En EspaŅol

Q. Who is Mr. Smarty Plants?

A: There are those who suspect Wildflower Center volunteers are the culpable and capable culprits. Yet, others think staff members play some, albeit small, role. You can torture us with your plant questions, but we will never reveal the Green Guru's secret identity.

Help us grow by giving to the Plant Database Fund or by becoming a member

Did you know you can access the Native Plant Information Network with your web-enabled smartphone?

Share

Ask Mr. Smarty Plants

Ask Mr. Smarty Plants is a free service provided by the staff and volunteers at the Lady Bird Johnson Wildflower Center.

Search Smarty Plants
    
 
See a list of all Smarty Plants questions
Can't find the answer in our existing FAQs, submit a question to Mr. Smarty Plants.
Need help with plant identification, visit the plant identification page.
 
rate this answer
1 rating

Wednesday - April 30, 2008

From: Atlanta, GA
Region: Southeast
Topic: Plant Identification
Title: Correct photos of Cynoglossum virginianum
Answered by: Barbara Medford and Joe Marcus

QUESTION:

I recently found some "wild comfrey" (Cynoglossum virginianum) growing in woodlands in Atlanta,GA. When I used the photos on Wildflower Center website to ID this plant, I found what appears to be two different plants pictured under this name. One has a rather large rosette of fuzzy gray leaves and a yellow flower stalk (common name known to me is "moth mullin"), while the other has green leaves and tiny blue flowers atop a single stalk. Can you clarify which plants these two are? Thank you

ANSWER:

We went to our Image Gallery and found this page of Images of Cynoglossum virginianum (wild comfrey) and we agree it's difficult to tell if the pictures are all the same plant. So, we went shopping for other images of the same name and found another page of Images of Cynoglossum virginianum (wild comfrey).

Next, we did some research on "moth mullein", and again found a page of Images of Verbascum blattaria. Verbascum blattaria or moth mullein does not appear in our Native Plant Database, as it is a native of Europe and Asia. Of course, it has spread to just about every part of the United States, including Georgia. It does have a large stalk of rosettes of either pale pink or yellow flowers.

The two pictures below in our Image Gallery do, indeed, correspond to the descriptions of the native "wild comfrey" with small blue or white flowers atop a single stalk. The other six pictures we have not been able to identify clearly as either Verbascum blattaria or Cynoglossum virginianum (wild comfrey). So, we referred this to our plant guru, who tells us all six of the remaining pictures originally on the page for wild comfrey were misidentified. They are actually Verbascum thapsus, a non-native common in the United States. We appreciate your bringing this error to our attention, and the incorrect images have been removed from the database.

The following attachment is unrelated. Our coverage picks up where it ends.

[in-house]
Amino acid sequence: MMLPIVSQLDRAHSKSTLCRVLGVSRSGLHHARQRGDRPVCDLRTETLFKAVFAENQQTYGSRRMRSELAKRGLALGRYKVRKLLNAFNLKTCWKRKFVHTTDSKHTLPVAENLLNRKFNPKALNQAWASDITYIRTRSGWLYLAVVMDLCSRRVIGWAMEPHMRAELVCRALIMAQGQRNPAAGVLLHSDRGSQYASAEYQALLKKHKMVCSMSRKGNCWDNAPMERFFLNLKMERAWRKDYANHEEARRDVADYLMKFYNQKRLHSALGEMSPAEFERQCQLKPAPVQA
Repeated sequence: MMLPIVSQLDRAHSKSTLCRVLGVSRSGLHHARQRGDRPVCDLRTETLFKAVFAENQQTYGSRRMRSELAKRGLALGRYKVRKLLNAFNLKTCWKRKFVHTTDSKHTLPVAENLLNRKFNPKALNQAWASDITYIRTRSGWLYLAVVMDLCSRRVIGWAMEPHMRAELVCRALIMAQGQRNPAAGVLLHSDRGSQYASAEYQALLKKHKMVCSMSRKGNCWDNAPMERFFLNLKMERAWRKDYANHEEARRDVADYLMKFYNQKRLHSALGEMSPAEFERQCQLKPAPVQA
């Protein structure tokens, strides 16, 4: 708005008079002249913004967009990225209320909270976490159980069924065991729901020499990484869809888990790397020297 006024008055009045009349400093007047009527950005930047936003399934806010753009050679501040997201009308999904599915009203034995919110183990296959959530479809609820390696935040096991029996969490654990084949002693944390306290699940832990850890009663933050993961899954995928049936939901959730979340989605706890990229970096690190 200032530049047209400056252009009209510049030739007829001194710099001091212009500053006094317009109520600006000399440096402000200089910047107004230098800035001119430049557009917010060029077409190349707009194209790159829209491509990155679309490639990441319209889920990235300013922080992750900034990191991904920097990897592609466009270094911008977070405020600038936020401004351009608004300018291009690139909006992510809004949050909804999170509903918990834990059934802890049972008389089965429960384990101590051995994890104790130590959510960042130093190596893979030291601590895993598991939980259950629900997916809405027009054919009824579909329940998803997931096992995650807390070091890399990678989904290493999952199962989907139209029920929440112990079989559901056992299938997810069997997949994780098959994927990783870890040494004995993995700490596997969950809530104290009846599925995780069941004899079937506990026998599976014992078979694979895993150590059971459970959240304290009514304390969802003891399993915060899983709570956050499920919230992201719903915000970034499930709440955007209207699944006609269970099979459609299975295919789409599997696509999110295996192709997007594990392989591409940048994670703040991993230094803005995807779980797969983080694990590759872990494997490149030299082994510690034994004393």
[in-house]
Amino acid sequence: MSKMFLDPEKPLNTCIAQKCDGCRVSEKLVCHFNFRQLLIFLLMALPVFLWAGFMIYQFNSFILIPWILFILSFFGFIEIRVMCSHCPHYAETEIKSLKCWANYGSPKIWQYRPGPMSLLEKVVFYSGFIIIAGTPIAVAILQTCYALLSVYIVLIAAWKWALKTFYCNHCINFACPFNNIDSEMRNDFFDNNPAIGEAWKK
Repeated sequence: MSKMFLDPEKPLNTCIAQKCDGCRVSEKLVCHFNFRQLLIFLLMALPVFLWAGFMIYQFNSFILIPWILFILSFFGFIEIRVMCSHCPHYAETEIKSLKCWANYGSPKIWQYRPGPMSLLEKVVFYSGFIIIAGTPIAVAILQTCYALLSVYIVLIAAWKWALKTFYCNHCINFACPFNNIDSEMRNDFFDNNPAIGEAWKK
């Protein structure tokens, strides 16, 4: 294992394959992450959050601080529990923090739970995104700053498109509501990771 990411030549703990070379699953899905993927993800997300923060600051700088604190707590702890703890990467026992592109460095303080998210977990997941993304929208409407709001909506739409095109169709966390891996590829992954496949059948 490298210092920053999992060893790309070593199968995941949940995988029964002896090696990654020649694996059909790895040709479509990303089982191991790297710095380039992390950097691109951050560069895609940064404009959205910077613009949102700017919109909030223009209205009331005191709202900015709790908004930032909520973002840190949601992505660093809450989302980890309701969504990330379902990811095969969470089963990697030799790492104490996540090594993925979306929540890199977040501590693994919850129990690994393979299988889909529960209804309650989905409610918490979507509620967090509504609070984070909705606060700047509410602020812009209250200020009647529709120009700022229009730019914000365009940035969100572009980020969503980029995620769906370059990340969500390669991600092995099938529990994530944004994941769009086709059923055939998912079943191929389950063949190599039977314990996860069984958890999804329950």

Cynoglossum virginianum


Cynoglossum virginianum

 

 

 

 

More Plant Identification Questions

Dyes from native North American plants
November 29, 2012 - Dear Mr. Smarty Plants, I have been working as a textile designer for many years and am now interested in harvesting native North American plants in order to create natural dyes. Which plant ...
view the full question and answer

Identification of plant along Austin's Hike 'n' Bike Trail
March 28, 2011 - Can you identify the tall (5-6 feet) lanky woody shrub which is growing on the south side of the Hike'n'Bike Trail in Austin? It is in a small garden, adopted by Maggie and Karl Key, near the new p...
view the full question and answer

Plant identification for Florida
July 10, 2011 - I am looking for the name of a plant that has long stalks and wispy long leaves with large round purple flowers on the end.
view the full question and answer

Iris brevicaulis in Southwest Michigan
April 22, 2007 - We live in Kalamazoo, MI (Southwest Michigan Zone 6) and discovered last year that we have an iris brevicaulis (we think) growing (and very pretty) on our property. It has the "zig zag" stem. It see...
view the full question and answer

Identification of pink flower near Austin
April 10, 2008 - My mother found a flower early this spring at Chrystal Falls park just outside of Austin. It was between red and salmon pink in color, tubular in shape and about 4 inches long. It smells very bad, a...
view the full question and answer

Smarty Plants's Facebook profile Support the Wildflower Center by Donating Online or Becoming a Member today.

Mr. Smarty Plants wants you to be his Facebook friend. Click the Facebook icon to add yourself to Mr. Smarty Plants list of friends.
E-NEWSLETTER | BECOME A MEMBER | DONATE NOW | MEDIA | SITEMAP
© 2014 Lady Bird Johnson Wildflower Center